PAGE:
Tips, Bonuses, or Bribes: The Immoral Economy of Service Work in the Soviet 1960s

Diane P. Koenker, Benjamin Bamberger

Research output: Contribution to journalArticlepeer-review


This article focuses on the role of the service sector in the planned economy during the 1960s, a period of transition in Soviet consumer culture. In February 1969, Literaturnaia gazeta published a widely read article on the utility of tipping service workers, arguing that such practices were not incompatible with communist morality. Readers strongly disagreed, and wrote hundreds of passionate letters in response to the editor of the newspaper. Utilizing these letters in combination with archival sources from service sector trade unions, we argue that the responses illustrate some of the fundamental tensions between a society that celebrated productive labor yet promised consumer satisfaction. Soviet citizens expected courteous and efficient service from waiters, taxi drivers, and salesclerks but refused to see such labor as equal to that of workers in factories, instead gendering the service sector as a place for women and thus innately inferior. The Soviet public continued to believe in the rightness of the socialist project, but was uncertain about the contradictions between personal consumption and collective values.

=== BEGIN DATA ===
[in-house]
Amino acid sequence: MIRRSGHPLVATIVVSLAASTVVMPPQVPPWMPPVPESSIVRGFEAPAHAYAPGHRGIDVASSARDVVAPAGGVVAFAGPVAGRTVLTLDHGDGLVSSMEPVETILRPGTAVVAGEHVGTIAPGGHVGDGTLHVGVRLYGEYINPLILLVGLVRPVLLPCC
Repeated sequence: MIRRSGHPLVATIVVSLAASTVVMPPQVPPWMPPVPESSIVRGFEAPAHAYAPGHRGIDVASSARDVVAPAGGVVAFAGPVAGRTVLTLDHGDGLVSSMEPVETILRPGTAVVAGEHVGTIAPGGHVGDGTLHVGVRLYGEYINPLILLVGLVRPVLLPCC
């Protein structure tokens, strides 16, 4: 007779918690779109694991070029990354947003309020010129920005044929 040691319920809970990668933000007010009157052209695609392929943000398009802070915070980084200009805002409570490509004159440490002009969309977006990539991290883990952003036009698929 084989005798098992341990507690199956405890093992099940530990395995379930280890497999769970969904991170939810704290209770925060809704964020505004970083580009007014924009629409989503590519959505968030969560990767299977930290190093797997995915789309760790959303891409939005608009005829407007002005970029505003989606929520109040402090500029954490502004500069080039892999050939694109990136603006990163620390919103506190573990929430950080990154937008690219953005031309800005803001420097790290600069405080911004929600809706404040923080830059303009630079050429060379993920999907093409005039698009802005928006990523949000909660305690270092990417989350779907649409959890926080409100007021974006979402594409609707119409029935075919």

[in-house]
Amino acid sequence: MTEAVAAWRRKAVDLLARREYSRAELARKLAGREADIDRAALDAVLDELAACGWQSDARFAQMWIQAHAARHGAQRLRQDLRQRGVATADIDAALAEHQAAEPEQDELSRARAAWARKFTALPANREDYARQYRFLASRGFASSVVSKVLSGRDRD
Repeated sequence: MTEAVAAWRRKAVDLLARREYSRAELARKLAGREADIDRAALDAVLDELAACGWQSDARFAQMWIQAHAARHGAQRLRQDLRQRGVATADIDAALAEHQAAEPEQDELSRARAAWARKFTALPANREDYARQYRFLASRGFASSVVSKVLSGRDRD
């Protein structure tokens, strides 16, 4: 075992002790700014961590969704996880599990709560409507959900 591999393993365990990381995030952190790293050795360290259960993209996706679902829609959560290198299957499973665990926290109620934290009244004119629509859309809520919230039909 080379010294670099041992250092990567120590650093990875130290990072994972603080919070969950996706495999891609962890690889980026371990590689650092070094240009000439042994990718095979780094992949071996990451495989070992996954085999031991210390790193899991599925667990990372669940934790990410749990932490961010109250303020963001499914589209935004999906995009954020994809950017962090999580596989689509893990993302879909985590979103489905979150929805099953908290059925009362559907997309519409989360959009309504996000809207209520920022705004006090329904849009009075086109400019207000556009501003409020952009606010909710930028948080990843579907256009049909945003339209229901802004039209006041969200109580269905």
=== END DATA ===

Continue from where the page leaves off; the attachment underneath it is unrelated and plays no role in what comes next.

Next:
Original languageEnglish (US)
Pages (from-to)246-268
Number of pages23
JournalRussian Review
Issue number2
StatePublished - Apr 1 2020

ASJC Scopus subject areas

  • Cultural Studies
  • Language and Linguistics
  • History
  • Sociology and Political Science
  • Linguistics and Language
  • Literature and Literary Theory


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